- Shukyo Dantai Ho
- The Religious Organizations Law, enacted on April 8 1939 after a series of failed attempts in 1899, 1927 and 1929. It was designed to protect the imperial system from criticism by religious organizations. The main sponsor was Yamagata, Aritomo, an anti-constitutionalist who was responsible for several other items of repressive legislation against the press, publishers and activists. Yamagata's earlier Peace Preservation Law had been aimed mainly at the actions of revolutionary groups, but the Religious Organizations Law was aimed specifically at religious teachings, and contravened the 1889 Meiji Constitution's provisions on religious freedom. It was approved by the Diet on the basis that the way of the kami (i.e. Shinto) was the absolute way, that all people of the nation should respectfully follow it and that teachings which differed from it must not exist. The law made a clear separation between Shinto shrines and 'religious' bodies and thereby made possible the compulsory observance of shrine visits and the 'people's rite' (kokumin girei). It set up a special court for settling religious conflicts. In order to be registered under this law religious bodies required approval by the Ministry of Education. Further approval was needed for the appointment of their head, alterations to internal regulations or the construction of buildings. Religious teachers were prohibited from expressing political views and could be suspended if they were considered to be a threat to the social order. A group which remained unregistered became a mere shukyo kessha or 'religious association' at the mercy of the Home Ministry or local governors. The conditions required a minimum size for approved religious groups (e.g. for Christians fifty congregations and five thousand members) which ensured that all small sects or denominations had to merge into one body, as well as the appointment of a single president (torisha) with almost absolute powers and directly answerable to the Ministry. The law was vigorously enforced against Christian, Buddhist and other religious organizations up to 1945. It was replaced after the war by the shukyo hojin ho which applied equally to Shinto shrines.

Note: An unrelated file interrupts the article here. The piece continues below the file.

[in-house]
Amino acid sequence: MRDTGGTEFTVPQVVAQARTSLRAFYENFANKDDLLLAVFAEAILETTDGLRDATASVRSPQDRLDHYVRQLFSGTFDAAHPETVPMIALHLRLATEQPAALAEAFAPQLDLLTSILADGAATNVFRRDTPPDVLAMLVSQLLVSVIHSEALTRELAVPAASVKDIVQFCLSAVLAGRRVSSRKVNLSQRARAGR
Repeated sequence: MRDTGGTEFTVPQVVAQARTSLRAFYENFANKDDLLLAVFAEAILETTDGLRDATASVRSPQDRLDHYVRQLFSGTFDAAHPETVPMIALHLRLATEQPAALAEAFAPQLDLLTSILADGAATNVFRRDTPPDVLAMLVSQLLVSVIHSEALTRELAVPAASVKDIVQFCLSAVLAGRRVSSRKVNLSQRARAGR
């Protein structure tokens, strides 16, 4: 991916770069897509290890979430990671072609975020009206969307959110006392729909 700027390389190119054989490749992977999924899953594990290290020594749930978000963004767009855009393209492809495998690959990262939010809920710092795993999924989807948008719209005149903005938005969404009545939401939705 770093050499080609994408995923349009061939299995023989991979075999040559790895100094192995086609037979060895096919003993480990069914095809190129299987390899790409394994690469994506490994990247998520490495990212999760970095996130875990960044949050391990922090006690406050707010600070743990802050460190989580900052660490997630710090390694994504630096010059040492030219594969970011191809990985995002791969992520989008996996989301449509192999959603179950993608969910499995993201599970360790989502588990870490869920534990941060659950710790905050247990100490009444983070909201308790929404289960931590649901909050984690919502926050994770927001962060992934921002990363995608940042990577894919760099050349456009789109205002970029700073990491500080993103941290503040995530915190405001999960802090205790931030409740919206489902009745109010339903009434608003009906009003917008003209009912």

A Popular Dictionary of Shinto. Brian Bocking.